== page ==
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Command-line tutorial for the advanced Device Management Client example with an Mbed OS device

This is an advanced Device Management Client example (mbed-cloud-client-example) for Mbed OS device with the following features:

  • Support for latest Mbed OS and Device Management Client releases.
  • Support for multiple operating systems.
  • Support for developer and production mode provisioning.
  • Support for firmware update.
  • Support for delta firmware update.
  • Support for advanced network stack and Pelion features.
  1. Configuring Device Management Client.
  2. Compiling and flashing Device Management Client.
  3. Connecting and performing a firmware update on your device.

Versions

The Device Management Client version used for the tutorial is 3.0.0 or later.

Here is how the different Device Management Client example application and Mbed OS versions work together:

Device Management Client 3.0.0 3.1.0 3.2.0 3.3.0 3.4.0 4.0.0 4.1.0
Mbed OS 5.12 Works out-of-box Works out-of-box Works out-of-box Works out-of-box Works out-of-box Works out-of-box Works out-of-box
Mbed OS 5.13 Works out-of-box Works out-of-box Works out-of-box Works out-of-box Works out-of-box Works out-of-box Works out-of-box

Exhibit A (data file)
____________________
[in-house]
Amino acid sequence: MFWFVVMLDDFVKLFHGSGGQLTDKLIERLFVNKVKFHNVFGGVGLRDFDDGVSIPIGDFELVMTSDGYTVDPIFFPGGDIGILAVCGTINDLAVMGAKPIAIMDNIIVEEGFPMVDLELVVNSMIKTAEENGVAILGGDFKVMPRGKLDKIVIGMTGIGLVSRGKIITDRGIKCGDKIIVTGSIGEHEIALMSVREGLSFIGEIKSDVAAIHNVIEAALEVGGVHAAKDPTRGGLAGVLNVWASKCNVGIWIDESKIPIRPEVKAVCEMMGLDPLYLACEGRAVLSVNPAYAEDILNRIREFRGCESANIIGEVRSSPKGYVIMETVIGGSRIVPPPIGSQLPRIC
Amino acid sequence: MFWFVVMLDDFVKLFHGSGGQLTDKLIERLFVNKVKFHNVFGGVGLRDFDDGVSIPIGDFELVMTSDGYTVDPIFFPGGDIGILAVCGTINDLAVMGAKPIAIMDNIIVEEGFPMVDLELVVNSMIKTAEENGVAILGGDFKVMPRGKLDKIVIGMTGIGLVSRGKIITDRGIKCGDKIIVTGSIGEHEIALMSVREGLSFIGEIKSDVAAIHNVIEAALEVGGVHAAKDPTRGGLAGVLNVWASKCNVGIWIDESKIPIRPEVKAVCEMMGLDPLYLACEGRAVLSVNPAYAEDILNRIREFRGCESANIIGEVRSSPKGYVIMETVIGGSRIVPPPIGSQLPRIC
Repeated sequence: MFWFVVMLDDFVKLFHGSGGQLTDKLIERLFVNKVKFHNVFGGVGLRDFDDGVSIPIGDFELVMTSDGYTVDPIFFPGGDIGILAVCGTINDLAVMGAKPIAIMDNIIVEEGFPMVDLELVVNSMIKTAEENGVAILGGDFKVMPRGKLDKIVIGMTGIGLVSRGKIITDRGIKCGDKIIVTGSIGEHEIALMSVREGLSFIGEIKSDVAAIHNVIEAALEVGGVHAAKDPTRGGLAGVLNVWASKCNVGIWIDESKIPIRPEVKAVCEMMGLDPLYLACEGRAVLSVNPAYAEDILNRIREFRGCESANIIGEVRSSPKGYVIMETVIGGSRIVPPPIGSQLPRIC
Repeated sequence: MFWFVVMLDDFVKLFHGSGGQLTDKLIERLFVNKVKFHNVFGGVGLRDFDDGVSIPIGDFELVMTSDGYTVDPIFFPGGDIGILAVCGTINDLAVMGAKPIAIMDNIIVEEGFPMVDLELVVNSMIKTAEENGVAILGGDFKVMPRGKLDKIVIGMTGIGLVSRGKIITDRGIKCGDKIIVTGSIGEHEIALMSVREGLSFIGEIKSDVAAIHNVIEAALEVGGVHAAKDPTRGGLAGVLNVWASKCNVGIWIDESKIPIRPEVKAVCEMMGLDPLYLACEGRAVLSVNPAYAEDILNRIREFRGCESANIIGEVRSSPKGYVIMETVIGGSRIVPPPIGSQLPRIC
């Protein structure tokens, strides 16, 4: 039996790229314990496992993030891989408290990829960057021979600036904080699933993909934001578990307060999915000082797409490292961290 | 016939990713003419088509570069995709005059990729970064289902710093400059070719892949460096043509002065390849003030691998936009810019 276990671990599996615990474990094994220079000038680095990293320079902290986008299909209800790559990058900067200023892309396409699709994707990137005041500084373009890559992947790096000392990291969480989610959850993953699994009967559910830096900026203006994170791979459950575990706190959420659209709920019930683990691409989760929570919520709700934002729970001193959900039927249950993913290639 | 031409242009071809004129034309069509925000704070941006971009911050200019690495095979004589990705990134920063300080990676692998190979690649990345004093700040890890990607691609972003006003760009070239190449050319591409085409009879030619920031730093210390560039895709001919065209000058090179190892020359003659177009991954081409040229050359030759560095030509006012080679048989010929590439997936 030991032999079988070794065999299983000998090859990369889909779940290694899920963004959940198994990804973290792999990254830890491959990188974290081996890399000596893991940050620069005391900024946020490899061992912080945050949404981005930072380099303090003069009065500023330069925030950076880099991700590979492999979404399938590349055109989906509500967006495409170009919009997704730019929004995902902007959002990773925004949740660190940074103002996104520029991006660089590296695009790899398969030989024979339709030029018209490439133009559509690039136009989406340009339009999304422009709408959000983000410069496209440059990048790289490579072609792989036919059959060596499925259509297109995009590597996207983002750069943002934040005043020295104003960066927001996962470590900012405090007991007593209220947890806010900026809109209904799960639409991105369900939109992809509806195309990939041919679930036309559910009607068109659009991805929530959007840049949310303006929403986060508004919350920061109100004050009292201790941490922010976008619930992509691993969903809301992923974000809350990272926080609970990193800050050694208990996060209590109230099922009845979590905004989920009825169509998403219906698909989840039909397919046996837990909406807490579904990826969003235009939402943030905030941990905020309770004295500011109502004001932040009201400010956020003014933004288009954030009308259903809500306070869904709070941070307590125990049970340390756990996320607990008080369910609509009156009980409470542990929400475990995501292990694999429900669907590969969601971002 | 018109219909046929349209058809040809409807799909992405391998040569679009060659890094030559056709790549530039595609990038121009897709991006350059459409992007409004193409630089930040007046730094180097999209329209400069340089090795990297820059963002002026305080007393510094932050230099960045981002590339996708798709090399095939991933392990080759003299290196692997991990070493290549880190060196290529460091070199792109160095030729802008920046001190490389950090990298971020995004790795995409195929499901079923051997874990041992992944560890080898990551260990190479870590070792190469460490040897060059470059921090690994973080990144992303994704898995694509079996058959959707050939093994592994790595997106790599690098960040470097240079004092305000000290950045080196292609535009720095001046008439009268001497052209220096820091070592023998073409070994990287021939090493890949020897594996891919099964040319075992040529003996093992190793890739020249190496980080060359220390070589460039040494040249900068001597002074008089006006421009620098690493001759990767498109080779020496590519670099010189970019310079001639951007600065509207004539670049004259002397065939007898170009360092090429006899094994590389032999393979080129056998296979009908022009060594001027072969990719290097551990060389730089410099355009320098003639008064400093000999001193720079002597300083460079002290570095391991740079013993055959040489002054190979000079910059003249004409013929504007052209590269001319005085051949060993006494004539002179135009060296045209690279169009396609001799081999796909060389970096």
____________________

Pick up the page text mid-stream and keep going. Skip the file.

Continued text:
Mbed OS 5.14 Works out-of-box Works out-of-box Works out-of-box Works out-of-box Works out-of-box Works out-of-box Works out-of-box

The highlighted combinations have been tested as part of the release. Other combinations should mostly work as listed, although some minor issues may appear. The PSA configuration is not available for Mbed OS releases older than version 5.14.

Note: If you are using Device Management Client 3.2.0, we recommend you upgrade to 3.3.0 (or later) as soon as possible. In 3.2.0, if an SSL session is stored when the device rebootstraps, a bootstrap loop may render the device unusable. Client 3.3.0 release fixes this issue by clearing the SSL session.

We recommend that you review the release notes for the Client example application and Device Management Client library.

Supported boards

You can use this tutorial with the following boards. The default stack configuration is in the mbed_app.json file.

Board/MCU Default stack Other stacks DAPLink or STLink Notes
K64F Ethernet Wi-Fi, 6LoWPAN, Thread DAPLink (1), (2b), (2c), (3), (5)
K66F Ethernet DAPLink (3), (4b)